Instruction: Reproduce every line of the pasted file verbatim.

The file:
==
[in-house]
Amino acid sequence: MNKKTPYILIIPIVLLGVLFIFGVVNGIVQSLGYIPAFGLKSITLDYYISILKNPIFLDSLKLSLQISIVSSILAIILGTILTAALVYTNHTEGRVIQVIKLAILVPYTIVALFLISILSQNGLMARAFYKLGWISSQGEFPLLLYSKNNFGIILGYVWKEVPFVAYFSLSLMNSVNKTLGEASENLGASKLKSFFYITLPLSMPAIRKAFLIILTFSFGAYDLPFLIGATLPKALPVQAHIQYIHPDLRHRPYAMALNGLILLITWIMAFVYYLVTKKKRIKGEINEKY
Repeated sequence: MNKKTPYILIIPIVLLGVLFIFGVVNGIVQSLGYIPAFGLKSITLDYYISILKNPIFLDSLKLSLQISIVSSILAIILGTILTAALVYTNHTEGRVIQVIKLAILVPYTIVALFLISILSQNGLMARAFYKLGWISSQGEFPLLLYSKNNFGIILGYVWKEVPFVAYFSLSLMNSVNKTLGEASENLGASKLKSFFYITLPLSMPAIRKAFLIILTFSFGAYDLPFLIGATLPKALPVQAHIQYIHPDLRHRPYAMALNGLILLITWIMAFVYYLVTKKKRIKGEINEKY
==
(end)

[in-house]
Amino acid sequence: MNKKTPYILIIPIVLLGVLFIFGVVNGIVQSLGYIPAFGLKSITLDYYISILKNPIFLDSLKLSLQISIVSSILAIILGTILTAALVYTNHTEGRVIQVIKLAILVPYTIVALFLISILSQNGLMARAFYKLGWISSQGEFPLLLYSKNNFGIILGYVWKEVPFVAYFSLSLMNSVNKTLGEASENLGASKLKSFFYITLPLSMPAIRKAFLIILTFSFGAYDLPFLIGATLPKALPVQAHIQYIHPDLRHRPYAMALNGLILLITWIMAFVYYLVTKKKRIKGEINEKY
Repeated sequence: MNKKTPYILIIPIVLLGVLFIFGVVNGIVQSLGYIPAFGLKSITLDYYISILKNPIFLDSLKLSLQISIVSSILAIILGTILTAALVYTNHTEGRVIQVIKLAILVPYTIVALFLISILSQNGLMARAFYKLGWISSQGEFPLLLYSKNNFGIILGYVWKEVPFVAYFSLSLMNSVNKTLGEASENLGASKLKSFFYITLPLSMPAIRKAFLIILTFSFGAYDLPFLIGATLPKALPVQAHIQYIHPDLRHRPYAMALNGLILLITWIMAFVYYLVTKKKRIKGEINEKY